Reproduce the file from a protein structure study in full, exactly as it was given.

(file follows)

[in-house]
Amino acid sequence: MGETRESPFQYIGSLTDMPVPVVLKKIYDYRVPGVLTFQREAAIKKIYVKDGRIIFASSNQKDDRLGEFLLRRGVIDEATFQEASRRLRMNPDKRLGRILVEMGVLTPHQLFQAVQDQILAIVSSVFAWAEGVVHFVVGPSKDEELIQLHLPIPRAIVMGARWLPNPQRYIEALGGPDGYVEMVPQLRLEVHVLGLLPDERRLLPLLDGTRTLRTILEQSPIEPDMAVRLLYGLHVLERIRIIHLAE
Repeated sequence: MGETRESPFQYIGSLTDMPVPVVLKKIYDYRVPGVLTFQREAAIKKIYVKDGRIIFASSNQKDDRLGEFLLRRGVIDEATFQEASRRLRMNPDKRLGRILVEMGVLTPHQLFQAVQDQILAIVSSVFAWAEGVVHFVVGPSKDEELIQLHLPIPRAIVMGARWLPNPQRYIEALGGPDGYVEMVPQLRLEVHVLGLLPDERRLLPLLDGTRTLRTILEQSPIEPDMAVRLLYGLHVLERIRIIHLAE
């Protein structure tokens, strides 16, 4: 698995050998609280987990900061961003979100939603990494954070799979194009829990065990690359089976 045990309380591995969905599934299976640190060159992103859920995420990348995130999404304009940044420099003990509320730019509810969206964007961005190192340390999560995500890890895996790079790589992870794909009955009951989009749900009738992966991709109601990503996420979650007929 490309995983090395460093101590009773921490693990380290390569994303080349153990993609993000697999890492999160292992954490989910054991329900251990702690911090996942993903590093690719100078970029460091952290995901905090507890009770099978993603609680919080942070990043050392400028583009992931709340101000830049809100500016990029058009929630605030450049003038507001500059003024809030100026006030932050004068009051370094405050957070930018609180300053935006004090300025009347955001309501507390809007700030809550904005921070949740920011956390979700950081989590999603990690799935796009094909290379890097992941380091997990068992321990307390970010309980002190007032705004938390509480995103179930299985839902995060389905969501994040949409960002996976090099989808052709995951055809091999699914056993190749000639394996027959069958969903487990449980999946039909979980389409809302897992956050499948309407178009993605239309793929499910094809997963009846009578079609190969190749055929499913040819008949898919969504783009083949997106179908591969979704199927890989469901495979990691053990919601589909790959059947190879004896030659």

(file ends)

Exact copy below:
[in-house]
Amino acid sequence: MGETRESPFQYIGSLTDMPVPVVLKKIYDYRVPGVLTFQREAAIKKIYVKDGRIIFASSNQKDDRLGEFLLRRGVIDEATFQEASRRLRMNPDKRLGRILVEMGVLTPHQLFQAVQDQILAIVSSVFAWAEGVVHFVVGPSKDEELIQLHLPIPRAIVMGARWLPNPQRYIEALGGPDGYVEMVPQLRLEVHVLGLLPDERRLLPLLDGTRTLRTILEQSPIEPDMAVRLLYGLHVLERIRIIHLAE
Repeated sequence: MGETRESPFQYIGSLTDMPVPVVLKKIYDYRVPGVLTFQREAAIKKIYVKDGRIIFASSNQKDDRLGEFLLRRGVIDEATFQEASRRLRMNPDKRLGRILVEMGVLTPHQLFQAVQDQILAIVSSVFAWAEGVVHFVVGPSKDEELIQLHLPIPRAIVMGARWLPNPQRYIEALGGPDGYVEMVPQLRLEVHVLGLLPDERRLLPLLDGTRTLRTILEQSPIEPDMAVRLLYGLHVLERIRIIHLAE
């Protein structure tokens, strides 16, 4: 698995050998609280987990900061961003979100939603990494954070799979194009829990065990690359089976 045990309380591995969905599934299976640190060159992103859920995420990348995130999404304009940044420099003990509320730019509810969206964007961005190192340390999560995500890890895996790079790589992870794909009955009951989009749900009738992966991709109601990503996420979650007929 490309995983090395460093101590009773921490693990380290390569994303080349153990993609993000697999890492999160292992954490989910054991329900251990702690911090996942993903590093690719100078970029460091952290995901905090507890009770099978993603609680919080942070990043050392400028583009992931709340101000830049809100500016990029058009929630605030450049003038507001500059003024809030100026006030932050004068009051370094405050957070930018609180300053935006004090300025009347955001309501507390809007700030809550904005921070949740920011956390979700950081989590999603990690799935796009094909290379890097992941380091997990068992321990307390970010309980002190007032705004938390509480995103179930299985839902995060389905969501994040949409960002996976090099989808052709995951055809091999699914056993190749000639394996027959069958969903487990449980999946039909979980389409809302897992956050499948309407178009993605239309793929499910094809997963009846009578079609190969190749055929499913040819008949898919969504783009083949997106179908591969979704199927890989469901495979990691053990919601589909790959059947190879004896030659």